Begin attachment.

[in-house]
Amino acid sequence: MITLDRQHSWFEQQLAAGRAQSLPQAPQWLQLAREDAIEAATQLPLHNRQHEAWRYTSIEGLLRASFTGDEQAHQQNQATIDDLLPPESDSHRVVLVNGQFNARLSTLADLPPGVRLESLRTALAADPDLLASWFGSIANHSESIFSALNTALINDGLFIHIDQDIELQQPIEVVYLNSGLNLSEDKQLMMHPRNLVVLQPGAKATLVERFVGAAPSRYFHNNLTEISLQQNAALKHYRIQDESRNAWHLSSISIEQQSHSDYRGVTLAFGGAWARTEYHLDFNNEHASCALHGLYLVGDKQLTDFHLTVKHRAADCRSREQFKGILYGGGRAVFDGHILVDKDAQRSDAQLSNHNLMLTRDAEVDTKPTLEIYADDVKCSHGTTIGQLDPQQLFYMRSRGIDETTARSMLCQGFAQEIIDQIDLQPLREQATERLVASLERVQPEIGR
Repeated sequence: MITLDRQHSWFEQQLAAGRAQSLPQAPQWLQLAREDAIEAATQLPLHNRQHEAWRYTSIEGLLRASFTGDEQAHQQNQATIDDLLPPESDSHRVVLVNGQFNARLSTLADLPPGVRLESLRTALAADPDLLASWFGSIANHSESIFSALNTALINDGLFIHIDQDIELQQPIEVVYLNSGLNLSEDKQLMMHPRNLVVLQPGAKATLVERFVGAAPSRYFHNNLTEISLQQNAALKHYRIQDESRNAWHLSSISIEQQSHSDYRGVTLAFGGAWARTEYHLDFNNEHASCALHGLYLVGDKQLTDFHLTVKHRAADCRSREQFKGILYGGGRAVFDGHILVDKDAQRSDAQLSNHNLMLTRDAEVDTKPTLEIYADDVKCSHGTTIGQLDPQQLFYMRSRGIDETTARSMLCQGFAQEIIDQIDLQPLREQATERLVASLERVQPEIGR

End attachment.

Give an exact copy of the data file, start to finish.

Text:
[in-house]
Amino acid sequence: MITLDRQHSWFEQQLAAGRAQSLPQAPQWLQLAREDAIEAATQLPLHNRQHEAWRYTSIEGLLRASFTGDEQAHQQNQATIDDLLPPESDSHRVVLVNGQFNARLSTLADLPPGVRLESLRTALAADPDLLASWFGSIANHSESIFSALNTALINDGLFIHIDQDIELQQPIEVVYLNSGLNLSEDKQLMMHPRNLVVLQPGAKATLVERFVGAAPSRYFHNNLTEISLQQNAALKHYRIQDESRNAWHLSSISIEQQSHSDYRGVTLAFGGAWARTEYHLDFNNEHASCALHGLYLVGDKQLTDFHLTVKHRAADCRSREQFKGILYGGGRAVFDGHILVDKDAQRSDAQLSNHNLMLTRDAEVDTKPTLEIYADDVKCSHGTTIGQLDPQQLFYMRSRGIDETTARSMLCQGFAQEIIDQIDLQPLREQATERLVASLERVQPEIGR
Repeated sequence: MITLDRQHSWFEQQLAAGRAQSLPQAPQWLQLAREDAIEAATQLPLHNRQHEAWRYTSIEGLLRASFTGDEQAHQQNQATIDDLLPPESDSHRVVLVNGQFNARLSTLADLPPGVRLESLRTALAADPDLLASWFGSIANHSESIFSALNTALINDGLFIHIDQDIELQQPIEVVYLNSGLNLSEDKQLMMHPRNLVVLQPGAKATLVERFVGAAPSRYFHNNLTEISLQQNAALKHYRIQDESRNAWHLSSISIEQQSHSDYRGVTLAFGGAWARTEYHLDFNNEHASCALHGLYLVGDKQLTDFHLTVKHRAADCRSREQFKGILYGGGRAVFDGHILVDKDAQRSDAQLSNHNLMLTRDAEVDTKPTLEIYADDVKCSHGTTIGQLDPQQLFYMRSRGIDETTARSMLCQGFAQEIIDQIDLQPLREQATERLVASLERVQPEIGR